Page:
Having the flu or taking care of someone ailing from it can be agonizing and miserable. Sore throats, nausea, drowsiness, fever, sneezing and coughing are just some of the uncomfortable symptoms hitting our schools, day care centers, workplaces and other areas with a lot of people.
And this year’s flu season is proving more stubborn and severe than usual — so much so that Gov. Andrew Cuomo recently declared a public health emergency for the state.
In his declaration, Cuomo said this has been the worst season for influenza in at least four years, with all 57 counties statewide and all five boroughs of New York City reporting more than 20,000 cases so far. That’s by far greater than the 4,404 positive lab tests reported during last year’s flu season, which typically runs from September through late March.
Local hospitals and nursing homes have had to restrict or ban visitation at some point in the last few months because of the flu, which hits the youngest and oldest in our community particularly hard, according to the federal Centers for Disease Control and Prevention.
Luckily, under Cuomo’s declaration, pharmacists can now administer flu vaccines to patients between 6 months and 18 years of age, suspending a state law that only allowed pharmacists to vaccinate those 18 and older.
We recommend not only vaccinating your children against the flu, but also yourself. It is never too late to get a flu shot, and doing so can help combat the virus’ spread. Contrary to reports that the vaccine is not working, local health professionals said the shot will prevent about 62 percent of people from getting the flu, while the rest will face a milder case than they otherwise would. Keep in mind that a vaccine takes two weeks to fully take effect.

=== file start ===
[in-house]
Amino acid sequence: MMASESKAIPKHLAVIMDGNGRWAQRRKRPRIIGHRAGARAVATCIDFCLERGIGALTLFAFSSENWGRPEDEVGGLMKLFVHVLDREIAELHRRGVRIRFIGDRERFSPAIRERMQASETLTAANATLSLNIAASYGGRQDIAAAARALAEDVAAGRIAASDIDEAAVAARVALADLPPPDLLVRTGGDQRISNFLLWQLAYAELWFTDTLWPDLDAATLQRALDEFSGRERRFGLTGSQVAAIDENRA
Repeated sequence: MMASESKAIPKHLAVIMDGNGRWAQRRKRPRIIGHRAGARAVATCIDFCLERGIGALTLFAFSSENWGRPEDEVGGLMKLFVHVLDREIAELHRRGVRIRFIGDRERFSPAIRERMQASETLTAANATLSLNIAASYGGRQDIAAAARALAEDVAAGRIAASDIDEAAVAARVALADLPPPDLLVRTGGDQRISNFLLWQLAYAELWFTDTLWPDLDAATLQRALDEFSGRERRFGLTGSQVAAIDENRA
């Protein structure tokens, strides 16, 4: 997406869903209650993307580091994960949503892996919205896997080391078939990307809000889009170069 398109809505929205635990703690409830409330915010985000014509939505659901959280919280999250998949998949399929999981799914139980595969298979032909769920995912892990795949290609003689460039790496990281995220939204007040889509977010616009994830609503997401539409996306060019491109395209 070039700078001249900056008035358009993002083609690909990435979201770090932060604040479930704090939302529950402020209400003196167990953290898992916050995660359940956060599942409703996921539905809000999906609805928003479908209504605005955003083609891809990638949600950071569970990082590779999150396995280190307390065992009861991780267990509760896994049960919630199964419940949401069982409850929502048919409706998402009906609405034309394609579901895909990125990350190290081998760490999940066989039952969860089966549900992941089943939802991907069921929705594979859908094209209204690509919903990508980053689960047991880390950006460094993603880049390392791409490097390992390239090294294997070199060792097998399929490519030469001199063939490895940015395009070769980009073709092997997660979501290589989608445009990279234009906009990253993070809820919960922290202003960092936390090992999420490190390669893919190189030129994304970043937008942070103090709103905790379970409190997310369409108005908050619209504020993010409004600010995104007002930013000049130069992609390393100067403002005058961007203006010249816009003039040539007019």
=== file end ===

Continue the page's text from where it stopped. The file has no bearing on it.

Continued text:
Because of the quick mutation of the flu virus and strains, the vaccine must change every year to be a good match to fight the illness. The CDC says this year’s batch is working well against the strain hitting us now.
In addition to getting the vaccine, take common-sense precautions, such as washing your hands, coughing and sneezing into your elbow and not touching your eyes, nose and mouth, since the viruses travel through air and by contact. Using alcohol-based sanitizer after touching common surfaces — especially door knobs, cafeteria tables, toys and desks — also can be helpful, as the virus can survive on hard surfaces for as long as 48 hours and cloth as long as 12 hours.
And remember that an important way to protect your friends, co-workers and others is to stay home if you are feeling sick. They may well thank you later for your consideration.